Mojave Max

Mojave Max the second

Mojave Max, the desert tortoise, emerged from his burrow on March 29, so it must be spring.  Granted that the spring arrival is a little late this year due to lingering cool temperatures, still it is welcomed with no less enthusiasm.  Max’s girlfriends emerged a few weeks earlier, but Max has the official word.  Mojave Max has been the Mojave Desert’s version of the groundhog for many years and lives at Red Rock Canyon outside of Las Vegas.  The incumbent is the second in a line of Mojave Maxes that will likely go on into the future.

This last week of March is the first week that temperatures have been consistently over 70 degrees F.  The fierce ides of March have finally subsided as well, enticing humans and wildlife alike to get out and get active.

gladiolus byzantinus

Gladiolus byzantinus bulbs showing new growth

In the garden, honeysuckle is blooming and spring bulbs are developing flowerspikes for their spring show.   It’s the time for planting annuals that will flower until the temperatures get really hot.  The trees are leafing out and fruit trees have already bloomed.  It’s definitely the time for allergies!  The pollen of ash and mulberry trees, among others, causes many people misery throughout the spring.  You can always go to your allergist and have a panel done to see exactly what you are allergic to.   It won’t allow you to prevent the allergies, but at least you can plan for them.  There’s a holistic treatment that contains the pollen of common Las Vegas irritants, called the Las Vegas Mix.  It depends on the individual to decide if it builds immunity.

ash tree leafing out

Ash tree leafing out

Meanwhile, bees are about, along with no-see-ums and aphids.  Feeding on the aphids, which seem to have a variety for every plant, are the ladybug larvae that look like little dragons.   With the insects come the lizards, seen in the daytime feeding on the fresh food source.  They may slip back into cracks and crevices if the warmth is not prolonged.  The snakes will be out a little later, when temperatures are warm enough for them to stay out at night and when larger food items are active.  Rodents that hibernate come out when plants begin growing again, feeding on new growth and leftover seeds from the winter.  Of course the larger mammals (foxes, bobcat, bighorn sheep, deer, cougar) are active year-round, but certainly spring is a time when they have more to feed on and are having young.  Browsers like the bighorns and deer take advantage of new growth on wildflowers, sagebrush, ricegrass and even prickly pear cactus.  Predators take advantage of the browsers!  According to meteorologist Larry Jensen with the National Weather Service in Las Vegas, we haven’t had a lot of rain yet in 2011 – only 0.25” since January.  A couple of light storms occurred – early spring rains that supply perennial, or woody desert plants with the moisture they need to bloom.  But Jensen said we received 1.77” in December.  Winter rains benefit the annual desert plants, including many wildflowers.  It probably won’t be a banner year like 2010 for the bloom, but it’s still something to look forward to.  Leading the display, brittlebush have begun showing and desert globemallows are just starting.  Desert tortoises time their emergence from winter brumation with the blooming of the globemallows.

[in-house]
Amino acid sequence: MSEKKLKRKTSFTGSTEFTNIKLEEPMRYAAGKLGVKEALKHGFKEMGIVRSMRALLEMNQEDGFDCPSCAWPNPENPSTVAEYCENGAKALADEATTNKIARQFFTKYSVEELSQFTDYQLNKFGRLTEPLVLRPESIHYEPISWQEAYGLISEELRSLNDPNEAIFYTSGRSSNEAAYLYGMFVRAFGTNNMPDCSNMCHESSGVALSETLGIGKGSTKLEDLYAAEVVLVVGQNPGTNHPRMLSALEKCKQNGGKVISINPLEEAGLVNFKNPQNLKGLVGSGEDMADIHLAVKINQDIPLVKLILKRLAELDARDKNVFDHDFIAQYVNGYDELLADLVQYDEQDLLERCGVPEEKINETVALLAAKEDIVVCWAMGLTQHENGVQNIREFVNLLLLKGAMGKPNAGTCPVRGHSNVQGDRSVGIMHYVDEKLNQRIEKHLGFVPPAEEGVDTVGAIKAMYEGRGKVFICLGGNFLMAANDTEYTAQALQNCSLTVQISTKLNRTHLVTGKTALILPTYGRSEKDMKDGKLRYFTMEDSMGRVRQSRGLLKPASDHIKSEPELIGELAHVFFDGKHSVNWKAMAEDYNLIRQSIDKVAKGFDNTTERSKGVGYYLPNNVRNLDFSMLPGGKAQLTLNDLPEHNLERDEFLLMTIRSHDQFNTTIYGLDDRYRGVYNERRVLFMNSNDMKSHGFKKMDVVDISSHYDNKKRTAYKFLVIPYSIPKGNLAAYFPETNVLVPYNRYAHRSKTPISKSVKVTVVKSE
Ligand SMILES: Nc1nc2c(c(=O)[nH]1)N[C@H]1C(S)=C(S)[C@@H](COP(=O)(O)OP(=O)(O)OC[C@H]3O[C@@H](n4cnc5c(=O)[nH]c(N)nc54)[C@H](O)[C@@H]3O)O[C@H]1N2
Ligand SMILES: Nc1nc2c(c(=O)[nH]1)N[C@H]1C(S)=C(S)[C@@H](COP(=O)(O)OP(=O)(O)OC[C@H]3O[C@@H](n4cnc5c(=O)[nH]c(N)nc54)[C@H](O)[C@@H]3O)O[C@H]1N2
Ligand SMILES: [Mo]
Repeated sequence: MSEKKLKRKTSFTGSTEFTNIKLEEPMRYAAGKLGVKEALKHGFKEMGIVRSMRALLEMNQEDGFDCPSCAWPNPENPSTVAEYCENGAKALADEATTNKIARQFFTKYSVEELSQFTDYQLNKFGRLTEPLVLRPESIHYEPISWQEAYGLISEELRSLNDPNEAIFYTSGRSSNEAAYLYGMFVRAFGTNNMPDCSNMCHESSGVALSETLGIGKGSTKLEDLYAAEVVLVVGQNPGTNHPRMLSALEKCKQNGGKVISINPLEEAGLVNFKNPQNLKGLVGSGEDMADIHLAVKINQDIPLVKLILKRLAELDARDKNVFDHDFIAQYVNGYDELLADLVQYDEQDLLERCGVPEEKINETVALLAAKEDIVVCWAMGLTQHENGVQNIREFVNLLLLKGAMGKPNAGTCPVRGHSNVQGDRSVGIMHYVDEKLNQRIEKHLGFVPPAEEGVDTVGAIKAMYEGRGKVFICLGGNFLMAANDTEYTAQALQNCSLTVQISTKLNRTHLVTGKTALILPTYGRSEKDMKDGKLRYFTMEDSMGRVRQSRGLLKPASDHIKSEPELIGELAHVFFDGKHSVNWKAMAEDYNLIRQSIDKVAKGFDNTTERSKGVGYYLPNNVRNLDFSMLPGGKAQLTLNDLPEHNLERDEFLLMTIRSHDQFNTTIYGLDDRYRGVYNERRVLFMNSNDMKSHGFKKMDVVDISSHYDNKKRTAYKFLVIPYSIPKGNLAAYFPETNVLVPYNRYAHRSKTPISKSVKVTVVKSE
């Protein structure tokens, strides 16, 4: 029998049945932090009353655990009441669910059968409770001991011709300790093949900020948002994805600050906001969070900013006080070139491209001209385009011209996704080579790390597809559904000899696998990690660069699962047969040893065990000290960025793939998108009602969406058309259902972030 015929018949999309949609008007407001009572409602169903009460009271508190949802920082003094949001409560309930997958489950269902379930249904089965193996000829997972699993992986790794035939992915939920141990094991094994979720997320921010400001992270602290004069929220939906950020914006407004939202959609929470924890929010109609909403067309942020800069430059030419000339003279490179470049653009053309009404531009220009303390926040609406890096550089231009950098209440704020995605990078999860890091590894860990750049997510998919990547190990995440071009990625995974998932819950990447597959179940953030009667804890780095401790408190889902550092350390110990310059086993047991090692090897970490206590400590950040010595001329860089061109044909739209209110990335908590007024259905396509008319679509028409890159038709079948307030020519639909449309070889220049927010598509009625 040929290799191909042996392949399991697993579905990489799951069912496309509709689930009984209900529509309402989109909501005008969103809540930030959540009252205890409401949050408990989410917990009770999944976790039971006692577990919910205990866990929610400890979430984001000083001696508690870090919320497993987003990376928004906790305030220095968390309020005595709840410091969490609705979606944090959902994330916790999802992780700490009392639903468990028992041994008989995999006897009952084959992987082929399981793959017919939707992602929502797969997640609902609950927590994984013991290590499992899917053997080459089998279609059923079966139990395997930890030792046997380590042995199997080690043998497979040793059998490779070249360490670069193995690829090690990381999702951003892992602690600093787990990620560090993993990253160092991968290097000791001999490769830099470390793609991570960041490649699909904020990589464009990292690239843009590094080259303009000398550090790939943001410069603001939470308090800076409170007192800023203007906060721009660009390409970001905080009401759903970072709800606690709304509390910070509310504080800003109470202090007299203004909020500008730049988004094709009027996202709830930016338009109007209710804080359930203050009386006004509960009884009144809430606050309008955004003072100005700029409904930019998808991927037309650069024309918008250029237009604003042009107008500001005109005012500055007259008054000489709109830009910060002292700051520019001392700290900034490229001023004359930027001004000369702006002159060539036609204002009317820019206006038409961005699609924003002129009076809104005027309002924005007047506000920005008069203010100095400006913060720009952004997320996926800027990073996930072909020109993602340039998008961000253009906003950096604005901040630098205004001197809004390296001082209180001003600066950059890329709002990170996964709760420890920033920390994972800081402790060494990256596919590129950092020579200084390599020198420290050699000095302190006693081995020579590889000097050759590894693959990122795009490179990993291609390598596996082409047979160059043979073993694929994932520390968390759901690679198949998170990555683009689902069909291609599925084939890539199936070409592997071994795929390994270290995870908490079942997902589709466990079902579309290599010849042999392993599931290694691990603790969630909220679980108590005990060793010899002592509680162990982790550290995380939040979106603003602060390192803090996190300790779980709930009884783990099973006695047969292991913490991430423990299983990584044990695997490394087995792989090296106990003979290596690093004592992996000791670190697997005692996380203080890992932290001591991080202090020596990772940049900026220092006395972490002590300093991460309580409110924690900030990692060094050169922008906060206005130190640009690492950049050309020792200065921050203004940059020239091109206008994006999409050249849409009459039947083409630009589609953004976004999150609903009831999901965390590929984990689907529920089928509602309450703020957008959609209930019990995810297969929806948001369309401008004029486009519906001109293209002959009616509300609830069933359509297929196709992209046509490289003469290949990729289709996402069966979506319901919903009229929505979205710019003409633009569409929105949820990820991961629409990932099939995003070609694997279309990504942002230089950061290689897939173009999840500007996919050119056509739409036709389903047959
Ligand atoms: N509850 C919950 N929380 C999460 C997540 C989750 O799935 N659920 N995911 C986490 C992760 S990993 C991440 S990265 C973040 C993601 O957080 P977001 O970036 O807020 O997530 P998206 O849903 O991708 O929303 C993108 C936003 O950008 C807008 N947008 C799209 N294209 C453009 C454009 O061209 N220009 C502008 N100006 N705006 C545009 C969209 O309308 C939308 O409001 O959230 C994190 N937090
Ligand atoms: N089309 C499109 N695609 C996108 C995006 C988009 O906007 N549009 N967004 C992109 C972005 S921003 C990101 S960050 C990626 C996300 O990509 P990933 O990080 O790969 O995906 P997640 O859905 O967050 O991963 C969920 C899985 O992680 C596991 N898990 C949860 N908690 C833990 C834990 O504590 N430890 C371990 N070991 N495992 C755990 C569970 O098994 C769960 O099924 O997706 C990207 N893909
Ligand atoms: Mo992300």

Fence lizard

Fence lizard showing dewflap and doing a pushup display

Birds are everywhere!  It’s not uncommon to see an oriole (Bullock’s or hooded in southern Nevada) pass through yards on their way back to more northern climes, and what a brilliant sight they are – unmistakable in the still somewhat bare trees.  Migratory house finches and goldfinches are back, also showing off a spot of color in the yard, and cheering us with their lilting songs.  Mockingbirds, too, have returned.  Hummingbirds are back and busy, getting ready for nesting season.  Anna’s hummingbird is a year-long resident, and broad-tailed, black-chinned and Costa’s hummingbirds live here in the summer.  The Calliope and Rufous hummingbirds are true migrants, and may be seen moving through the area.    In Lincoln County, a true sign of spring is the return of the turkey vultures.


Transient oriole

Spring can’t be taken for granted in the desert.  Oftentimes it’s gone just as soon as it gets here.  The transition from cold to hot is a pretty quick one.  Sometimes you’ll see new leaves on the trees with the dead ones from fall still hanging on.  There’s not much time for growing spring veggies.  Some people say that there are really only two seasons in the desert – summer and winter.  So it’s because of spring’s ephemerality that it’s such a joyous time of year – time to pack in all the activities you can do in the mild weather.


Hummingbird at feeder